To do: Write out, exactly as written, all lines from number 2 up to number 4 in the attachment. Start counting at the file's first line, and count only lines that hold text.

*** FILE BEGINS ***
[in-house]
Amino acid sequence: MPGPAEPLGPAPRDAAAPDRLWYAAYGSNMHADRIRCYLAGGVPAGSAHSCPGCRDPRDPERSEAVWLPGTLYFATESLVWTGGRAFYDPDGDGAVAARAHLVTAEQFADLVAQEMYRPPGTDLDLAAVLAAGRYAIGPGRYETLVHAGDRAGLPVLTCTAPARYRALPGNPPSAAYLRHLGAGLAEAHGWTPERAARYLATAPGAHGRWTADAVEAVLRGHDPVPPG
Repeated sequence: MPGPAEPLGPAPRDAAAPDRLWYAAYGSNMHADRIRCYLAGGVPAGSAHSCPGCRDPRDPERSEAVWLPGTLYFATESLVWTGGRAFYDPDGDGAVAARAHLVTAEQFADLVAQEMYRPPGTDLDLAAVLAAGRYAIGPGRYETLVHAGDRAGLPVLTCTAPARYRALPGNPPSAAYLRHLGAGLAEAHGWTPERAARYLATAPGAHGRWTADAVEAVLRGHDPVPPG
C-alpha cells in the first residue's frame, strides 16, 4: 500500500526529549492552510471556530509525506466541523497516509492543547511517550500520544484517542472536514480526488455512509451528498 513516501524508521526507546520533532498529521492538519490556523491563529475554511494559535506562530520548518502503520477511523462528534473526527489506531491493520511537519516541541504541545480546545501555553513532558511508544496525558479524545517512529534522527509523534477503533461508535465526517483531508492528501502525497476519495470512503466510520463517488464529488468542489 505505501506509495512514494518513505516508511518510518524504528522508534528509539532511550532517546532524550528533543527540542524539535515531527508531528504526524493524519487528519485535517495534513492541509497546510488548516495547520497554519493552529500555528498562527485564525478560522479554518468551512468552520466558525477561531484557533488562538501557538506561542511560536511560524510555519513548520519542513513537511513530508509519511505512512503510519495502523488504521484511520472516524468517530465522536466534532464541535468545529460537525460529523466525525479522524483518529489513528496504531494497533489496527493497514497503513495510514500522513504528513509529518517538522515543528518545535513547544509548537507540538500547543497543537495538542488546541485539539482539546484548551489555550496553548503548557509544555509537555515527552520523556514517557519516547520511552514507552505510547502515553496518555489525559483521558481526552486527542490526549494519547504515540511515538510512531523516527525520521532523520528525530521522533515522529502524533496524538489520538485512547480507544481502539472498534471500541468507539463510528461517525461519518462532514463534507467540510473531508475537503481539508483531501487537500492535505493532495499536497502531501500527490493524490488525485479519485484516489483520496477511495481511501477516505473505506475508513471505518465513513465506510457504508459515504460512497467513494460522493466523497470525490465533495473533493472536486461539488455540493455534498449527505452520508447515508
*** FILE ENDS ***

Amino acid sequence: MPGPAEPLGPAPRDAAAPDRLWYAAYGSNMHADRIRCYLAGGVPAGSAHSCPGCRDPRDPERSEAVWLPGTLYFATESLVWTGGRAFYDPDGDGAVAARAHLVTAEQFADLVAQEMYRPPGTDLDLAAVLAAGRYAIGPGRYETLVHAGDRAGLPVLTCTAPARYRALPGNPPSAAYLRHLGAGLAEAHGWTPERAARYLATAPGAHGRWTADAVEAVLRGHDPVPPG
Repeated sequence: MPGPAEPLGPAPRDAAAPDRLWYAAYGSNMHADRIRCYLAGGVPAGSAHSCPGCRDPRDPERSEAVWLPGTLYFATESLVWTGGRAFYDPDGDGAVAARAHLVTAEQFADLVAQEMYRPPGTDLDLAAVLAAGRYAIGPGRYETLVHAGDRAGLPVLTCTAPARYRALPGNPPSAAYLRHLGAGLAEAHGWTPERAARYLATAPGAHGRWTADAVEAVLRGHDPVPPG
C-alpha cells in the first residue's frame, strides 16, 4: 500500500526529549492552510471556530509525506466541523497516509492543547511517550500520544484517542472536514480526488455512509451528498 513516501524508521526507546520533532498529521492538519490556523491563529475554511494559535506562530520548518502503520477511523462528534473526527489506531491493520511537519516541541504541545480546545501555553513532558511508544496525558479524545517512529534522527509523534477503533461508535465526517483531508492528501502525497476519495470512503466510520463517488464529488468542489 505505501506509495512514494518513505516508511518510518524504528522508534528509539532511550532517546532524550528533543527540542524539535515531527508531528504526524493524519487528519485535517495534513492541509497546510488548516495547520497554519493552529500555528498562527485564525478560522479554518468551512468552520466558525477561531484557533488562538501557538506561542511560536511560524510555519513548520519542513513537511513530508509519511505512512503510519495502523488504521484511520472516524468517530465522536466534532464541535468545529460537525460529523466525525479522524483518529489513528496504531494497533489496527493497514497503513495510514500522513504528513509529518517538522515543528518545535513547544509548537507540538500547543497543537495538542488546541485539539482539546484548551489555550496553548503548557509544555509537555515527552520523556514517557519516547520511552514507552505510547502515553496518555489525559483521558481526552486527542490526549494519547504515540511515538510512531523516527525520521532523520528525530521522533515522529502524533496524538489520538485512547480507544481502539472498534471500541468507539463510528461517525461519518462532514463534507467540510473531508475537503481539508483531501487537500492535505493532495499536497502531501500527490493524490488525485479519485484516489483520496477511495481511501477516505473505506475508513471505518465513513465506510457504508459515504460512497467513494460522493466523497470525490465533495473533493472536486461539488455540493455534498449527505452520508447515508